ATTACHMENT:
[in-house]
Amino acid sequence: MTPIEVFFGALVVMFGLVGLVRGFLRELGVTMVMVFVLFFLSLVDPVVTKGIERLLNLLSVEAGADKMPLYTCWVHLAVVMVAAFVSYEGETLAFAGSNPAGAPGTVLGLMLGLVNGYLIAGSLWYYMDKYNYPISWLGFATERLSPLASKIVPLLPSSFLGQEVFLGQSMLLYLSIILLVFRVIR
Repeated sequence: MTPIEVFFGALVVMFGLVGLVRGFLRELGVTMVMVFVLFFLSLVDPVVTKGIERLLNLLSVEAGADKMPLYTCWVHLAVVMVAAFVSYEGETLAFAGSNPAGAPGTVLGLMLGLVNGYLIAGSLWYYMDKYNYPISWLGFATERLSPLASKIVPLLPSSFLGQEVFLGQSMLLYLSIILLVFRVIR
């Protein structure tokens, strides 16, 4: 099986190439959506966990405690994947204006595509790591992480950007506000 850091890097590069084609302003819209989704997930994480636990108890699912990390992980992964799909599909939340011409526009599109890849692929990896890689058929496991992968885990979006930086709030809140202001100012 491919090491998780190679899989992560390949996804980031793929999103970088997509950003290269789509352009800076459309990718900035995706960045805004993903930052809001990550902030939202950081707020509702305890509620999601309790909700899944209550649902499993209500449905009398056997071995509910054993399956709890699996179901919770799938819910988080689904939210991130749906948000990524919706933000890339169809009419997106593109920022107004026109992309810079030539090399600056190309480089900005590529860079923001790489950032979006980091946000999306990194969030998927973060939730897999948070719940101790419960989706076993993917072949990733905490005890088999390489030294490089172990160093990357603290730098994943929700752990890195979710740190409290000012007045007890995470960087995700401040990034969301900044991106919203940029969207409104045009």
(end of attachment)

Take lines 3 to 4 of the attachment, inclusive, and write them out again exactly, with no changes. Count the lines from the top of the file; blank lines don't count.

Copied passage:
Repeated sequence: MTPIEVFFGALVVMFGLVGLVRGFLRELGVTMVMVFVLFFLSLVDPVVTKGIERLLNLLSVEAGADKMPLYTCWVHLAVVMVAAFVSYEGETLAFAGSNPAGAPGTVLGLMLGLVNGYLIAGSLWYYMDKYNYPISWLGFATERLSPLASKIVPLLPSSFLGQEVFLGQSMLLYLSIILLVFRVIR
């Protein structure tokens, strides 16, 4: 099986190439959506966990405690994947204006595509790591992480950007506000 850091890097590069084609302003819209989704997930994480636990108890699912990390992980992964799909599909939340011409526009599109890849692929990896890689058929496991992968885990979006930086709030809140202001100012 491919090491998780190679899989992560390949996804980031793929999103970088997509950003290269789509352009800076459309990718900035995706960045805004993903930052809001990550902030939202950081707020509702305890509620999601309790909700899944209550649902499993209500449905009398056997071995509910054993399956709890699996179901919770799938819910988080689904939210991130749906948000990524919706933000890339169809009419997106593109920022107004026109992309810079030539090399600056190309480089900005590529860079923001790489950032979006980091946000999306990194969030998927973060939730897999948070719940101790419960989706076993993917072949990733905490005890088999390489030294490089172990160093990357603290730098994943929700752990890195979710740190409290000012007045007890995470960087995700401040990034969301900044991106919203940029969207409104045009």